By Marla Kaplowitz, CEO of MEC North America
It’s easy to make resolutions. Achieving them is an entirely different story.
Marketers know that once the pronouncements are uttered, the real challenge becomes how to bring those ideas to life. Looking across some of the top trending topics of the past year, I’ve surveyed some of MEC’s key leaders to identify the most prevalent issues marketers are aiming to tackle in 2016 to future proof their business.
Take a look to see how you currently rank in these areas, and check back again in six months to see how you’ve progressed.
Activating a cross-screen attribution model
The proliferation of technology means marketers need to think realistically about how to bring cross-screen models to life.
Cross-screen measurement and tracking solutions are maturing quickly, and we now have a number of deterministic (known users) and probabilistic (probable users) options available. As a first step, marketers must measure the impact of cross-device on current activations. This highlights the level of impression duplication across devices and allows us to plan better journeys for the future. Once we understand the device journeys, we can then recommend cross-device solutions to target ads in the most efficient way — this includes sequential storytelling across multiple devices.
Making the data/creativity connection a reality
How will marketers extend data-driven targeting strategies to the creative message to ensure that the right message is delivered to the right user?
Creative and programmatic are coming together to transform marketing, with programmatic creative now powered by dynamic creative optimization platforms. These platforms are not new to the market, as retailers have deployed the technology for retargeting product information for years.
Pulling in a wide array of data assets, including audience behaviors, product details and macro assets, like weather, to deliver the right combination and call-to-action to the right user has made technology an integral part of branding. The applicable use cases for dynamic creative technology are now universal and limitless, empowering marketers to more deeply connect with audiences.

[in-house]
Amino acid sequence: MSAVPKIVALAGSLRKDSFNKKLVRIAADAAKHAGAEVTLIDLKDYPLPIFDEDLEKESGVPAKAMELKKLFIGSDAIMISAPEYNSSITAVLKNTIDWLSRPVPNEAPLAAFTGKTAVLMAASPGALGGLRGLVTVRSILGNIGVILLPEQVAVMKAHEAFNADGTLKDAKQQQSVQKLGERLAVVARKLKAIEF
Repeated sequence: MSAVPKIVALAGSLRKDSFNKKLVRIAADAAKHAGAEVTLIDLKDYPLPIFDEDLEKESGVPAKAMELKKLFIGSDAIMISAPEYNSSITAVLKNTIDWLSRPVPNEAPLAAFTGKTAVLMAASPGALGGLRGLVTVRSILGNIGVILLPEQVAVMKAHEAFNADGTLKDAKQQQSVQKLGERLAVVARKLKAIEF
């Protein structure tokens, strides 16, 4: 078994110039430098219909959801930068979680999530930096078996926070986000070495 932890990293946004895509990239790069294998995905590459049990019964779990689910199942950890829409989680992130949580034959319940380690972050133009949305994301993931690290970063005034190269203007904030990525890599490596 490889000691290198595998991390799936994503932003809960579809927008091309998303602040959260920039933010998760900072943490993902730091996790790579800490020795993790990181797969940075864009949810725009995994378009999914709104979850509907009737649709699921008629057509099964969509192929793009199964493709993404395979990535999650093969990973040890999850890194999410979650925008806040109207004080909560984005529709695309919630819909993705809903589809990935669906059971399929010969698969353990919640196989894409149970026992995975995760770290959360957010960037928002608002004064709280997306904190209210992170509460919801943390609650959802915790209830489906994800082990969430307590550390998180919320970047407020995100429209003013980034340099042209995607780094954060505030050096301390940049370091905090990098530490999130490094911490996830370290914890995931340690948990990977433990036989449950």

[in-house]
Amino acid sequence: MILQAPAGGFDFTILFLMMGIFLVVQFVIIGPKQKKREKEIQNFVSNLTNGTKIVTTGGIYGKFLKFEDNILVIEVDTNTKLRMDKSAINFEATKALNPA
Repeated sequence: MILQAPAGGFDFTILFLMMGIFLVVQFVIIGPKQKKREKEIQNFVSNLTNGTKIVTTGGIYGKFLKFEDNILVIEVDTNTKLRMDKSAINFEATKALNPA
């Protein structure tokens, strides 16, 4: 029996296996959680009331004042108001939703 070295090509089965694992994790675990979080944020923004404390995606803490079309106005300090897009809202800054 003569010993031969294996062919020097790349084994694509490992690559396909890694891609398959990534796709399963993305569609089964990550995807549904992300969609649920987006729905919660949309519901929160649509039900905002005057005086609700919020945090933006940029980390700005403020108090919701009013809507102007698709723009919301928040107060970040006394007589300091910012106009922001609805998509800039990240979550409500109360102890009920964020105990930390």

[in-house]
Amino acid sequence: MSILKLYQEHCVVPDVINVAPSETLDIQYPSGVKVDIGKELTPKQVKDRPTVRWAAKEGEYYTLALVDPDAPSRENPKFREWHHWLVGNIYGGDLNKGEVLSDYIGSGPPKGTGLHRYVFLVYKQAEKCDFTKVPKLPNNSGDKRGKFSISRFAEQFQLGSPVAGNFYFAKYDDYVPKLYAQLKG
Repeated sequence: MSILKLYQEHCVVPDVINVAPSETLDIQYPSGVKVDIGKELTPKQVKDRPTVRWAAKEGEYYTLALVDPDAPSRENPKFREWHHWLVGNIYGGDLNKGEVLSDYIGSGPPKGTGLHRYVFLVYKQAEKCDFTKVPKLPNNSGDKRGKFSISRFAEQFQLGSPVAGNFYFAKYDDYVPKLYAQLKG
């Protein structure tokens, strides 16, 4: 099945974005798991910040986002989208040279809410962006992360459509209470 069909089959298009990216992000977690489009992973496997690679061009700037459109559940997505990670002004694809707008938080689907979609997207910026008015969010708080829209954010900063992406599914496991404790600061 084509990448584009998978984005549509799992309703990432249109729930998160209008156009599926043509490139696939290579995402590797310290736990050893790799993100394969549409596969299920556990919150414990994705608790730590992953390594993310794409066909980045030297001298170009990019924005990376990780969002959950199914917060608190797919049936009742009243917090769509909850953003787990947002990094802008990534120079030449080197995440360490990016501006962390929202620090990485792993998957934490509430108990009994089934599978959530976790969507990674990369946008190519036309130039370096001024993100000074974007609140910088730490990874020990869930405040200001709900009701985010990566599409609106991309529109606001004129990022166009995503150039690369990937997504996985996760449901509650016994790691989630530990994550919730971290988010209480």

Viewability in our time
Getting to 100% viewability is a critical goal to strive toward, but will this mandate be achieved in our lifetime? In one poll conducted in January 2015, 65% of respondents identified viewability as the biggest issue for 2015. Of these, 60% thought that the majority of publishers would not achieve this by end of 2015.
Well, the squeaky wheel wins.Thanks to incredible efforts by GroupM and other industry leaders, we have pushed hard to achieve 100% viewability for digital media. Due to this persistence, the vast majority of impressions bought by the group on behalf of clients are only paid for if we can verify that they are viewable. We also suspect that publishers are allocating inventory based on client demands; if we press for 100%, we get it. If others are satisfied with 70% or 50%, that’s what they get. Which side will you sit on?
As the conversation heats up, other developments in this area will continue to advance, including: verification software improving measuring fraud; the ability to measure mobile in-app viewability, and the increased application of viewability standards to programmatic buys.
Content marketing’s proven effectiveness was a hot topic in 2015. So how will marketers prove the ROI in their content investment, particularly in driving ecommerce?
The higher-quality engagement that comes from an always-on content marketing plan is now emerging as a key driver of a re-engineered online purchase journey. Some online retailers with significant content marketing investments report that shoppers who visit their online store through owned content sites, spend 50% more than other shoppers and tend to buy higher-margin products. Additionally, conversion rates are +700 points and purchase frequency is 50% higher. Results like these, will have CMO’s leaning into the content marketing plan with more interest and investment.
A cottage industry has cropped up around New Year’s resolutions with university studies, financial gurus and personal health experts each offering their opinions on why resolutions succeed or fail. My advice is not to make any resolutions, but make an organizational commitment to change. And check your progress often to see if you’ve been true to your word.
First published in Campaign, January 15, 2016